10.1.0: Defining Communication Climate

In this section, we will define what communication climate is.

10.1.1: Communication Climate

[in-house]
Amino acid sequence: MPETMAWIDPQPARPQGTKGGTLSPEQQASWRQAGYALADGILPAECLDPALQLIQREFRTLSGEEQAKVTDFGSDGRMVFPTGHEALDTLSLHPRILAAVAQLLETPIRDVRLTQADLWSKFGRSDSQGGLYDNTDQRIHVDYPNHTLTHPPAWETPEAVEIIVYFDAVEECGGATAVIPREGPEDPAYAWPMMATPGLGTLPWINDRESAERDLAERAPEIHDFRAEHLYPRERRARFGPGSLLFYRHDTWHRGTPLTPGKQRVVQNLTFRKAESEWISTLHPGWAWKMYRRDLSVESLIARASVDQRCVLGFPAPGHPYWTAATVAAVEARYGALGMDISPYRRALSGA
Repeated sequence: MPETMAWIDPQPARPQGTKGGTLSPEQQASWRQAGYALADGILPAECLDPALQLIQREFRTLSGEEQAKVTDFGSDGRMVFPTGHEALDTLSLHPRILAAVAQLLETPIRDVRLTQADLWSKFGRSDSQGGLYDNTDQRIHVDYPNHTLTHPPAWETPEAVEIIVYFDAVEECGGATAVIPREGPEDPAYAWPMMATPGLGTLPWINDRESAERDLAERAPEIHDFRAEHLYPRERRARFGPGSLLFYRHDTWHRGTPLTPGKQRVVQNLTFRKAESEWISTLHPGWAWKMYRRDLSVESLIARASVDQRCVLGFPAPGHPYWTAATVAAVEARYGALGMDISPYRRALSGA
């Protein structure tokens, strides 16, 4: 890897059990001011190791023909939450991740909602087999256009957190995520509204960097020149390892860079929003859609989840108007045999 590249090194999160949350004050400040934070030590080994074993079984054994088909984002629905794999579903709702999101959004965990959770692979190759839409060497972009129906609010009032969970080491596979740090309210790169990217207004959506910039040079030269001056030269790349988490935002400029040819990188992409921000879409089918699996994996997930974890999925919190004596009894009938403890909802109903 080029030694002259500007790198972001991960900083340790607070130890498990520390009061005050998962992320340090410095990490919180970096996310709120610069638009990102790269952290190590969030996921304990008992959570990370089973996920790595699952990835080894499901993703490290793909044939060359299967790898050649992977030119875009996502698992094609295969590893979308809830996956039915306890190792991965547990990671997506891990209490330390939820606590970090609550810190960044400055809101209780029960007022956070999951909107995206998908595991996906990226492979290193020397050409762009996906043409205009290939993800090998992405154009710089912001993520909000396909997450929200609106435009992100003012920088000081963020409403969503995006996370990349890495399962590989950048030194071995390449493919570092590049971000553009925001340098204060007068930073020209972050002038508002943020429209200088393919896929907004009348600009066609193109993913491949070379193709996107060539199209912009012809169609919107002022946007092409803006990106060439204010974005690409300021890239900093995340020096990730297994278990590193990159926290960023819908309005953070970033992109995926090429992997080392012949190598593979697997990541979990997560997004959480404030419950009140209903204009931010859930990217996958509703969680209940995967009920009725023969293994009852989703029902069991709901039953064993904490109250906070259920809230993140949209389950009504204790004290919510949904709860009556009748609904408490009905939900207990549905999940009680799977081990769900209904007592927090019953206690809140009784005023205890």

Communication climate is the “overall feeling or emotional mood between people” (Wood, 2018). For example, you may prefer hanging out with one of your friends because they make you laugh and dread hanging out with another because they constantly criticize you. The first friend may create a positive, or warm climate, whereas the other friend may create a negative, or cold climate. The communication climate is created because of other people and the type of communication that takes place during an interaction. You probably have relationships or interpersonal interactions that feel cloudy, stormy, calm, sunny, warm, or cold. Throughout this chapter, we will focus on the latter two as an overarching analogy for understanding communication climate and look at how the emotional “temperature” of relationships or interactions is affected by behaviors that are often perceived (and felt) as “warm” and “cold.” For example, messages that convey respect and acceptance tend to feel warm and those that convey hostility and judgment tend to feel cold. Warm behaviors tend to meet human social needs, and cold behaviors do not. The knowledge we gain in this chapter will help us better understand why some relationships and interactions feel warmer than others. Understanding climate also helps us communicate more purposefully in order to better meet our interpersonal goals.

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